Friday, April 8 marked the final stop (and the only Canadian one) in the North American tour by the superb choir of Christ Church College, Oxford, a tour that started in North Carolina a couple of weeks before that. I may not be formally edjimicated, but I did manage to figure out that the college is the home to several Harry Potter sets, such as the great hall of Hogwarts.
In Toronto the choir appeared at Grace Church on-the Hill (pictured above), and were joined by that church's Choir of Gentlemen and Boys. The repertoire covered a good deal of musical history, from John Taverner (c. 1490 - 1545) to Howard Goodall (b. 1958). The first half ended rousingly with Handel's "Zadok the Priest", but the moment I sat up, quite transfixed was, not surprisingly, with Britten's "Te Deum in C". Britten is always the man.
On Tuesday, April 26 we attended a performance by two fabulous groups: the Kalichstein-Laredo Robinson Trio and the ARC Ensemble. The former was new to me, the latter one of my favourite ensembles anywhere. Together they provided a wonderful evening. I love the soft, chocolate brown seats in Toronto's still-newish Koerner Hall, but I was nothing but riveted by the wonderful music being made on stage: Brahms' Trio in A Minor for Piano, Clarinet and Cello, Op. 114, Korngold's Suite for Two Violins, Cello and Piano Left Hand, Op. 23, and - after the intermission - Schumann's Piano Quartet in E flat Major, Op. 47. The Korngold, particularly, played on my romantic, film-loving nature, but I would be hard pressed to have picked one as a desert island choice.
The following week we were back in Koerner Hall for a recital by the great Canadian diva, Adrianne Pieczonka, with Brian Zeger at the piano. She sung a progam of songs by Schubert, Strauss and Wagner (his Wesendonck Lieder). The previous week, Pieczonka has been unwell, and had not been able to sing the opening night of the Canadian Opera Company's Ariadne auf Naxos. She dedicated Strauss's "Zueignung" (Dedication) to her wife, mezzo-soprano Laura Tucker, who - she told us from the stage - had been a blessing in that rough week. There weren't too many dry eyes after she had sung that. It was the last piece on the printed program. But then we had encores, including "An die Musik", which caused a lady to call out, after the applause had died down, "But Adrianne, you are the music!" The love-in continued, and I shed many tears when this wonderful artist sang "There's a Place for us" from Bernstein's West Side Story.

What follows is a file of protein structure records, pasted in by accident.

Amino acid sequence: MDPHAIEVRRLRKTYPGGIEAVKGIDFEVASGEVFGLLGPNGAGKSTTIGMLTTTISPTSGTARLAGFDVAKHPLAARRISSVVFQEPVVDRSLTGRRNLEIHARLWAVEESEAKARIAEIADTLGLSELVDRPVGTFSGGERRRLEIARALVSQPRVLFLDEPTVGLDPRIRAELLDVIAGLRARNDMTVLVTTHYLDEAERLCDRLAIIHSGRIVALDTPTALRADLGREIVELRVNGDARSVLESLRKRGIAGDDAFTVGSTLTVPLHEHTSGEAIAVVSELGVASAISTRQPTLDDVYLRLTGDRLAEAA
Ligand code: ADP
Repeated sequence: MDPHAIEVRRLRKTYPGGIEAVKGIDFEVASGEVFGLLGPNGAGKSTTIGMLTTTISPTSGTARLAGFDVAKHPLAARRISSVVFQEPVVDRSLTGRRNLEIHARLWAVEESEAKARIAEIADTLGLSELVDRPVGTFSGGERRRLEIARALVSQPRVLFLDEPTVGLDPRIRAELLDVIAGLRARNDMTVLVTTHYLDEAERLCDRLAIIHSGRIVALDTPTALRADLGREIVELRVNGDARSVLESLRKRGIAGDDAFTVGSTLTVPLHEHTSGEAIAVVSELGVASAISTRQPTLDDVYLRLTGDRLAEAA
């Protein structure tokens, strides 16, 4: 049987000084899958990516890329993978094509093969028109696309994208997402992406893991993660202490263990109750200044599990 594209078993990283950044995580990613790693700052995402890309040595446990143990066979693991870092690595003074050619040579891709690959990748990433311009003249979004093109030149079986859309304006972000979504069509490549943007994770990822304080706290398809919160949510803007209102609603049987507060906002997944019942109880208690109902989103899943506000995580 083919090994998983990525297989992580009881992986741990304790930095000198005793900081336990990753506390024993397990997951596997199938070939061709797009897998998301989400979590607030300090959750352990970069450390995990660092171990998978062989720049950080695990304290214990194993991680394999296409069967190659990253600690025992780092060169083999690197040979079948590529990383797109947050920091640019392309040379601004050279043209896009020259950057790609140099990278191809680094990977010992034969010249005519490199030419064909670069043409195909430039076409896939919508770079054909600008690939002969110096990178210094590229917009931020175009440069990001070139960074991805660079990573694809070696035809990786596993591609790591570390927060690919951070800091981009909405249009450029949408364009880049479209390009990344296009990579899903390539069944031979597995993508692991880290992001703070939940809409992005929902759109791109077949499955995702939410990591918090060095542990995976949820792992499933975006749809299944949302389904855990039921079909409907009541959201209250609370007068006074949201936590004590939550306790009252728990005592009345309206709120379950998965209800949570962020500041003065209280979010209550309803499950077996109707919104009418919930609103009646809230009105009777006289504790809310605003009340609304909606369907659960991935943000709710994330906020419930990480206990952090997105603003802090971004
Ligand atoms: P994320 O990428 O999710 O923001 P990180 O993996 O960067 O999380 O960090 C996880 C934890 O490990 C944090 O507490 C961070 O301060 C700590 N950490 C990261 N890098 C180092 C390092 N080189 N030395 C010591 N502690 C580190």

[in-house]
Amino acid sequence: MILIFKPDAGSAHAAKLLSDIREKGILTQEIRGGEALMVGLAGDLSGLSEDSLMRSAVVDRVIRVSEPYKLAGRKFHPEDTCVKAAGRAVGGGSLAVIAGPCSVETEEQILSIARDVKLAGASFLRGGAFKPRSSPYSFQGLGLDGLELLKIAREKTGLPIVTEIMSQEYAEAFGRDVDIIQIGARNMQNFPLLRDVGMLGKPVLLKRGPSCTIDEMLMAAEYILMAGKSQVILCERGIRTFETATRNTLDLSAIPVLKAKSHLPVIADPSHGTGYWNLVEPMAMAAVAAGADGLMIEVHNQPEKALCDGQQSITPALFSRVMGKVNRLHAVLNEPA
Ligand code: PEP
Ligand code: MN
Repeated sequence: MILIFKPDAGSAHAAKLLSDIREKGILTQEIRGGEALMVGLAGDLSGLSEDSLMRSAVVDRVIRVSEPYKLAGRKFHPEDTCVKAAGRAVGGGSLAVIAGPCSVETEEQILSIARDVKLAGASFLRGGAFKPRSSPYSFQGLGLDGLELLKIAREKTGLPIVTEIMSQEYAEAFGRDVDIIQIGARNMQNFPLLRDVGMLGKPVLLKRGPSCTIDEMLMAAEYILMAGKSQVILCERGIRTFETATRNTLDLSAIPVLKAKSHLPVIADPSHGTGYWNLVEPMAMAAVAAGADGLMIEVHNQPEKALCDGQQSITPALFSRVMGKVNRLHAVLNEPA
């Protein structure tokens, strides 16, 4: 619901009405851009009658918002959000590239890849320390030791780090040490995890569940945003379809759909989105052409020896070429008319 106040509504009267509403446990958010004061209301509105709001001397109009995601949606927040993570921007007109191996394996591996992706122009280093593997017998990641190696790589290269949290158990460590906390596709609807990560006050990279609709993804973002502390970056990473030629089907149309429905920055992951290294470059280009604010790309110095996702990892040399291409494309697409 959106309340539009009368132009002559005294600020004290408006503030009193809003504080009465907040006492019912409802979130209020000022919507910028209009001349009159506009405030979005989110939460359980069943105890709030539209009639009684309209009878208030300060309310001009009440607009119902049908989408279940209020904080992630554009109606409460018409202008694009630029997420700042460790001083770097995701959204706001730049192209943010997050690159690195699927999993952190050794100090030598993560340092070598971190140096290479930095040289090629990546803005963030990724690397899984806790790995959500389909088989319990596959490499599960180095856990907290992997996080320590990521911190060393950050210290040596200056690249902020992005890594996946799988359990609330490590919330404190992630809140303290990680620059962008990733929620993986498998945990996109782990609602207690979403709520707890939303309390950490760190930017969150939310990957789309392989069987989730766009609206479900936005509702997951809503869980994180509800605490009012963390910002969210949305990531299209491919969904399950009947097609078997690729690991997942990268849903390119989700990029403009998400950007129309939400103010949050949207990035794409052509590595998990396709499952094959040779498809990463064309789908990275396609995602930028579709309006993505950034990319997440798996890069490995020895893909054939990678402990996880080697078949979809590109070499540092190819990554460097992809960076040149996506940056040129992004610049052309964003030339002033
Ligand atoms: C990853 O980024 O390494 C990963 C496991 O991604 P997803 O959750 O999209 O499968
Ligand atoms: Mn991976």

On Thursday, May 5, I attended, with my dad, a concert of the Toronto Symphony Orchestra. It was a night of Finnish magic: Hannu Lintu, conductor, led the TSO with Karita Mattila, the riveting Finnish diva and Anssi Karttunen, cello. The repertoire was so generous and fascinating: Saariaho's Laterna Magica was inspired by Ingmar Bergman's autobiography of the same name. Her Mirage for soprano, cello and orchestra featured text from a poem. The program notes by Don Anderson told us:
"The shaman and healer Maria Sabina (1894 - 1985) spent her life in a tiny village, deep in the mountains of southern Mexico. She was among the first people to allow outside visitors to participate in a healing ritual involving the consumption of the trance-inducing psilocye mushroom. Her chants and incantations were set down and translated and Kaija Saarihao used one of them, in English, as the setting for Mirage."
I am a woman who flies.
I am the sacred eagle woman [the mushroom] says;I am the Lord eagle woman;I am the lady who swims;Because I can swim in the immense,Because I can swim in all forms.I am the shooting star woman,I am the shooting star woman beneath the water,I am the lady doll,I am the sacred clown,Because I can swim,Because I can fly.
I was high on the rest of the superb program which featured Bloch's Schelomo ("Hebraic Rhapsody") for cello and orchestra, Sibelius's Luonnotar, Op. 70 for soprano and orchestra, Sibelius's Der Barden (The Bard), Op. 64 and - I guess for shits and giggles - Ravel's La Valse.